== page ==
Education: We all want a quality education provided to our offspring. Currently I’m representing Cornelius on CMS’s Municipal Education Advisory Committee. As CMS passed their notorious “Municipal Concerns Act” which excludes any new schools/facilities in our Town for the next 15 years, I will fight for Corenlius to get what we deserve. The issues are complex and aren’t always related to the main goal of educating our youth.  I will continue stand up for a quality education for each of our children in whatever way is best.

Workforce Housing Policy: The increased cost of housing has exceeded many family’s increases in income. Teachers, police, firemen, service employees and others in Town have trouble living locally. Constituents have shared that their children cannot afford to live in Cornelius. While not just a local issue, we need to explore and develop new and affordable options for living here. Forums like the Smithville Community discussions are a good start, but workforce housing needs to be addressed in our future development plans. Community takes care of community.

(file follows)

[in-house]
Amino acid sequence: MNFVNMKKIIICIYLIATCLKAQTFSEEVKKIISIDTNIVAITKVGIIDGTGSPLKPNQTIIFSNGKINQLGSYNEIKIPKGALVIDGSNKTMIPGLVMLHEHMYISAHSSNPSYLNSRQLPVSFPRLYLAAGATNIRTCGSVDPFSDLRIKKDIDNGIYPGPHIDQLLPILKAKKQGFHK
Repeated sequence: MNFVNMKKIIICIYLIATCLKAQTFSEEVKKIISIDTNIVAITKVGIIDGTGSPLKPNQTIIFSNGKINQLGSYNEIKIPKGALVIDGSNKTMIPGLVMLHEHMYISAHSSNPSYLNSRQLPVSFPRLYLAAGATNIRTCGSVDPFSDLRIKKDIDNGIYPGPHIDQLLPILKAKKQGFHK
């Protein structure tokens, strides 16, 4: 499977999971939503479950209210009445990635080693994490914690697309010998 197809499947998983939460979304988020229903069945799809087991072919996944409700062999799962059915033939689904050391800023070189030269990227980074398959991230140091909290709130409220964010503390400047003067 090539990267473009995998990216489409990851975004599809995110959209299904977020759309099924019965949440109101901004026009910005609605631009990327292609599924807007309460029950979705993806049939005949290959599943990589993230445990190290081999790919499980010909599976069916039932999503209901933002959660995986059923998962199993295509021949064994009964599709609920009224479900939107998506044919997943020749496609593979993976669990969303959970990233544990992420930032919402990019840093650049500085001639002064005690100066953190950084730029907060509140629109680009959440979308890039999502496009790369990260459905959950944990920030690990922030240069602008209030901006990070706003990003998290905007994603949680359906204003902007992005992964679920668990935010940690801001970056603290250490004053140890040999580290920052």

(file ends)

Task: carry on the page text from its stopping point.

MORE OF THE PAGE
ROSS

First, and foremost I want to continue our town’s fiscal discipline, making sure that our taxes are the lowest possible and at the same time maintaining our quality of life. I will continue to support our fire and police departments, making sure we are safe.

Secondly, I will continue to look at things from a regional approach that would bring economic development to our town, helping to diversify and expand our tax base. Also, continue supporting the Cain Center Arts as a regional attraction and as an economic engine for downtown Cornelius.